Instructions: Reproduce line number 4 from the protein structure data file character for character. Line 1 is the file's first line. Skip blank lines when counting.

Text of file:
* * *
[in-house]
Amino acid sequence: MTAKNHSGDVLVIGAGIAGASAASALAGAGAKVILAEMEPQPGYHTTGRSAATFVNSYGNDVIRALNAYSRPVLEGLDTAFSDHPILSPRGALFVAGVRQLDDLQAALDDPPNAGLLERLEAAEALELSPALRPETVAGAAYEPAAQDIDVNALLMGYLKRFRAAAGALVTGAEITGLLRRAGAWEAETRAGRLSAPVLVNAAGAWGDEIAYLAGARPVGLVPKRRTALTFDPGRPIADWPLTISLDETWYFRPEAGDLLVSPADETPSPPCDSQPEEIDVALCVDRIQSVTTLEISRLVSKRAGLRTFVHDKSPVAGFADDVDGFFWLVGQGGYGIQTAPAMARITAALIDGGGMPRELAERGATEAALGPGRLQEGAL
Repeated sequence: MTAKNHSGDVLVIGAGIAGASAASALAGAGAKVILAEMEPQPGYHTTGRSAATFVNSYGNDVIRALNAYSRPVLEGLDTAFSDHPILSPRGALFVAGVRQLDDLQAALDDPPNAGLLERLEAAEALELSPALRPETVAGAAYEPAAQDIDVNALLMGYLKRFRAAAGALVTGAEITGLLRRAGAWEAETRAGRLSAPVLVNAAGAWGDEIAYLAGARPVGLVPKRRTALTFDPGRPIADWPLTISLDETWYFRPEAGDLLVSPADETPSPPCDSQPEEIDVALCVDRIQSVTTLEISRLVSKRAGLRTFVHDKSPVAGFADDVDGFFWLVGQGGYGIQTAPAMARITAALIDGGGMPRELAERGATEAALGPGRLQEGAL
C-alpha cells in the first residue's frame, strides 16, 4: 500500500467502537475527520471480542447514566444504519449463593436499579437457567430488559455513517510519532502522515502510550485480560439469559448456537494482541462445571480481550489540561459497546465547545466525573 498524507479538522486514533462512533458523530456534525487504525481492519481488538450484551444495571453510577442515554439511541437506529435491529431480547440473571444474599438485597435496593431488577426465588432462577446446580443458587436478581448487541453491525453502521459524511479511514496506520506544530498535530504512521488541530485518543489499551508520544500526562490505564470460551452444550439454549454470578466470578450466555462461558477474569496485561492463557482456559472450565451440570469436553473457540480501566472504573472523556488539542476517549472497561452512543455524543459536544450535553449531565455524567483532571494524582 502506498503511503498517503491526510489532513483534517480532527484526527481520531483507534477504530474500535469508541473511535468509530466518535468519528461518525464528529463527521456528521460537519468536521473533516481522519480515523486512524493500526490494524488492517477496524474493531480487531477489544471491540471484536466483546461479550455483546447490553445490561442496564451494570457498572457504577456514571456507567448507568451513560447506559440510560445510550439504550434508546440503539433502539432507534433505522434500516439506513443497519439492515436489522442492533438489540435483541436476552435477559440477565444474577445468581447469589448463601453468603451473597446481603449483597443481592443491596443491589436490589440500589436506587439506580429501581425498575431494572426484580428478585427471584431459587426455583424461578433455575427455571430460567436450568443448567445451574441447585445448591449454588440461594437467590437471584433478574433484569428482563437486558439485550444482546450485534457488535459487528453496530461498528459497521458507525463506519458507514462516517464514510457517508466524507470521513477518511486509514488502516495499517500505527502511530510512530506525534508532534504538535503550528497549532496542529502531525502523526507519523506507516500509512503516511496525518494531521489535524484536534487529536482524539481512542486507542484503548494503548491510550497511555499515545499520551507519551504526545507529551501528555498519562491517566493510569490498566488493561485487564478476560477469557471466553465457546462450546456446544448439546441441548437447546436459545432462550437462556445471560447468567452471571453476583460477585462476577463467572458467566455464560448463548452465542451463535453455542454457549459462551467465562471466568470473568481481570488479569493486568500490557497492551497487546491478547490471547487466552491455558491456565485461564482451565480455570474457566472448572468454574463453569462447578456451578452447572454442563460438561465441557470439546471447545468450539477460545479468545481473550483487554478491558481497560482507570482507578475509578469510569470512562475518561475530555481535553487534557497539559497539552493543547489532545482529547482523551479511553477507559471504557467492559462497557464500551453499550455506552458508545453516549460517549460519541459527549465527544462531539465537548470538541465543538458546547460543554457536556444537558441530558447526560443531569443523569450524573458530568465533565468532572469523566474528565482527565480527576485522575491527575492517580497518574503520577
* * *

C-alpha cells in the first residue's frame, strides 16, 4: 500500500467502537475527520471480542447514566444504519449463593436499579437457567430488559455513517510519532502522515502510550485480560439469559448456537494482541462445571480481550489540561459497546465547545466525573 498524507479538522486514533462512533458523530456534525487504525481492519481488538450484551444495571453510577442515554439511541437506529435491529431480547440473571444474599438485597435496593431488577426465588432462577446446580443458587436478581448487541453491525453502521459524511479511514496506520506544530498535530504512521488541530485518543489499551508520544500526562490505564470460551452444550439454549454470578466470578450466555462461558477474569496485561492463557482456559472450565451440570469436553473457540480501566472504573472523556488539542476517549472497561452512543455524543459536544450535553449531565455524567483532571494524582 502506498503511503498517503491526510489532513483534517480532527484526527481520531483507534477504530474500535469508541473511535468509530466518535468519528461518525464528529463527521456528521460537519468536521473533516481522519480515523486512524493500526490494524488492517477496524474493531480487531477489544471491540471484536466483546461479550455483546447490553445490561442496564451494570457498572457504577456514571456507567448507568451513560447506559440510560445510550439504550434508546440503539433502539432507534433505522434500516439506513443497519439492515436489522442492533438489540435483541436476552435477559440477565444474577445468581447469589448463601453468603451473597446481603449483597443481592443491596443491589436490589440500589436506587439506580429501581425498575431494572426484580428478585427471584431459587426455583424461578433455575427455571430460567436450568443448567445451574441447585445448591449454588440461594437467590437471584433478574433484569428482563437486558439485550444482546450485534457488535459487528453496530461498528459497521458507525463506519458507514462516517464514510457517508466524507470521513477518511486509514488502516495499517500505527502511530510512530506525534508532534504538535503550528497549532496542529502531525502523526507519523506507516500509512503516511496525518494531521489535524484536534487529536482524539481512542486507542484503548494503548491510550497511555499515545499520551507519551504526545507529551501528555498519562491517566493510569490498566488493561485487564478476560477469557471466553465457546462450546456446544448439546441441548437447546436459545432462550437462556445471560447468567452471571453476583460477585462476577463467572458467566455464560448463548452465542451463535453455542454457549459462551467465562471466568470473568481481570488479569493486568500490557497492551497487546491478547490471547487466552491455558491456565485461564482451565480455570474457566472448572468454574463453569462447578456451578452447572454442563460438561465441557470439546471447545468450539477460545479468545481473550483487554478491558481497560482507570482507578475509578469510569470512562475518561475530555481535553487534557497539559497539552493543547489532545482529547482523551479511553477507559471504557467492559462497557464500551453499550455506552458508545453516549460517549460519541459527549465527544462531539465537548470538541465543538458546547460543554457536556444537558441530558447526560443531569443523569450524573458530568465533565468532572469523566474528565482527565480527576485522575491527575492517580497518574503520577